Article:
militia of Tennessee, was at Pittsburgh on business. The
moment he was made acquainted v/ith this news, he start-
ed for General Jackson's head-quarters, considering him-
self attached to the forces then on the hostile expedition.
He reached head-quarters just as the army was entering
the Indian territory, and General Jackson announced him
the next morning, in a general order, as Inspector-Gene-
ral of that army, ordering that he should be obeyed ac-
A short time only elapsed before the Tennesseans had
an opportunity to test their prowess in battle. In the first
general engagement which General Jackson brought on
with the Indians, Colonel Carroll solicited and obtained
the command of the van, two hundred strong, and was
ordered to attack the enemy, feign a retreat, and thus
GLORY OF AMERICA.
draw them into open action. His van found them shel-
tered by a morass. They were attacked and driven from
their strong position. As was wished, this attack di^ew on
a general action, and the Indians were totally routed, with
the loss of three iiundred killed. To Carroll, the post ot
honour was that of danger. He rode in front of his
troops, in the hottest of the action, urging them on to vic-
tory or death. He was frequently solicited to retire to a
place of greater security, for the sake of the troops whom
he commanded, and he as frequently refused. His signal
services Avere particularly recognised by General Jackson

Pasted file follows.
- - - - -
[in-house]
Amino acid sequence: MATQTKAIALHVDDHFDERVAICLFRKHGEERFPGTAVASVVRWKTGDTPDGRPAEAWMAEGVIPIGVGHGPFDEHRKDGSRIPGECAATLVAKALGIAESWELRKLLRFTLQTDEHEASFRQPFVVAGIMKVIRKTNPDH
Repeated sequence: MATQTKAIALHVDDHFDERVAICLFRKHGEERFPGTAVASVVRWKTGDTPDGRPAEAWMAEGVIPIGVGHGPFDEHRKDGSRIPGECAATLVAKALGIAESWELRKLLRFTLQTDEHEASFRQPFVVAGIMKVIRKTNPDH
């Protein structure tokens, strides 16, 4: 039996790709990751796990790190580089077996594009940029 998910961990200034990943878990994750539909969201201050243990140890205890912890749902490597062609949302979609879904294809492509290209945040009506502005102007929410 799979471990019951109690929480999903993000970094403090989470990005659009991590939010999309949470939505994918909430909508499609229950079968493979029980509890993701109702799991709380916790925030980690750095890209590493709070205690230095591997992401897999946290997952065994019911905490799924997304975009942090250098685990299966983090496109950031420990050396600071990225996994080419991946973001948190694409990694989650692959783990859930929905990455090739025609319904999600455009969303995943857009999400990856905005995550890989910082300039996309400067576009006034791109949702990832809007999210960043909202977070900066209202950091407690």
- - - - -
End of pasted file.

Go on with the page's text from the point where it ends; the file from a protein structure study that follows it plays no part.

in his official report. '
Having effected its objects, this force was disbanded,
and a less numerous one, consisting of mounted cam-men'
and a single company of artillery, penetrated ^iiito the
heart of the enemy's country. This incursion drew on
several veiy sanguinary conflicts, wherein Colonel Carroll
partook of the greatest dangers, and evinced his dauntless
courage and military sldll.
The 22d of January, 1814, was a day which formed a
conspicuous era in his military career. At dav/n of day,
General Jackson's forces were assailed by the savao-e foe'
who fought with desperation, and supported the atta'ck for
neany an hour. The onset was made ao;ainst the rig-ht
wing of the Americans, a post to which Carroll hasteiied
and fought until th^ enemy was compelled to fly, ^vhen he
headed the pursuit.
Jackson's forces were honoured on that day with two
attacks from the savages. The smallness of his numbers
scarcity of provisions, and the necessary details to wait on
his wounded, determined him to fall back on his strona
hold at Fort Strother, on the Coosee, to await the arrival
of a large reinforcement which was hastening to his sup-
port. Apprehensive of attack in his retrograde movement
having made every necessary disposition, he committed
the command of the r^ar, Avhich was most fixposed to the
enemy, to Colonel Carroll. The army had scarcely taken
up Its line of march, on the mornino; of the 24th, and
cleared the fortifications, when the re^ar of the rio-ht and
left columns, and rearguard, were simuhaneously attacked
William carroll* 371
i ^ the savages, most furiously. A panic spread through-
w at his command, and Carroll was left with about thirty-
men to sustain the conflict. These few exhibited Spartan
prowess, until the loss of half their numbers induced their
brave commander to fall back on a corps of artillery which
bravely stood its ground with musketry. The arrival of
a six-pounder, charged with grape-shot, soon compelled